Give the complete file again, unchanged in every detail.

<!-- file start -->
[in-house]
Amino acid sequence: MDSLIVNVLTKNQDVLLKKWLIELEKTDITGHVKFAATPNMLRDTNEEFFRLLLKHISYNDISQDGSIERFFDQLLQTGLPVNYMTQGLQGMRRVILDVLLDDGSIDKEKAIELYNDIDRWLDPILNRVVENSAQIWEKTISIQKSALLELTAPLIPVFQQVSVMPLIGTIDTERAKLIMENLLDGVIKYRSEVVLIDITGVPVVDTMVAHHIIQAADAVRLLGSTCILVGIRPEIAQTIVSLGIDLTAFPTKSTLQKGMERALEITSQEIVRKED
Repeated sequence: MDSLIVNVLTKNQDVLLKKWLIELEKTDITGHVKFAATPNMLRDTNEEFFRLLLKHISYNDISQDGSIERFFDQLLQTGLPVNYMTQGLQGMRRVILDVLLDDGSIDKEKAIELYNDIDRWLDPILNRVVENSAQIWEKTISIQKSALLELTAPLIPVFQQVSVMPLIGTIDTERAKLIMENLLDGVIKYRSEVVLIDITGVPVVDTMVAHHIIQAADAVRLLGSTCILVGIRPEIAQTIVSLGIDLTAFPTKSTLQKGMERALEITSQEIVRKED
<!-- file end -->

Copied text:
[in-house]
Amino acid sequence: MDSLIVNVLTKNQDVLLKKWLIELEKTDITGHVKFAATPNMLRDTNEEFFRLLLKHISYNDISQDGSIERFFDQLLQTGLPVNYMTQGLQGMRRVILDVLLDDGSIDKEKAIELYNDIDRWLDPILNRVVENSAQIWEKTISIQKSALLELTAPLIPVFQQVSVMPLIGTIDTERAKLIMENLLDGVIKYRSEVVLIDITGVPVVDTMVAHHIIQAADAVRLLGSTCILVGIRPEIAQTIVSLGIDLTAFPTKSTLQKGMERALEITSQEIVRKED
Repeated sequence: MDSLIVNVLTKNQDVLLKKWLIELEKTDITGHVKFAATPNMLRDTNEEFFRLLLKHISYNDISQDGSIERFFDQLLQTGLPVNYMTQGLQGMRRVILDVLLDDGSIDKEKAIELYNDIDRWLDPILNRVVENSAQIWEKTISIQKSALLELTAPLIPVFQQVSVMPLIGTIDTERAKLIMENLLDGVIKYRSEVVLIDITGVPVVDTMVAHHIIQAADAVRLLGSTCILVGIRPEIAQTIVSLGIDLTAFPTKSTLQKGMERALEITSQEIVRKED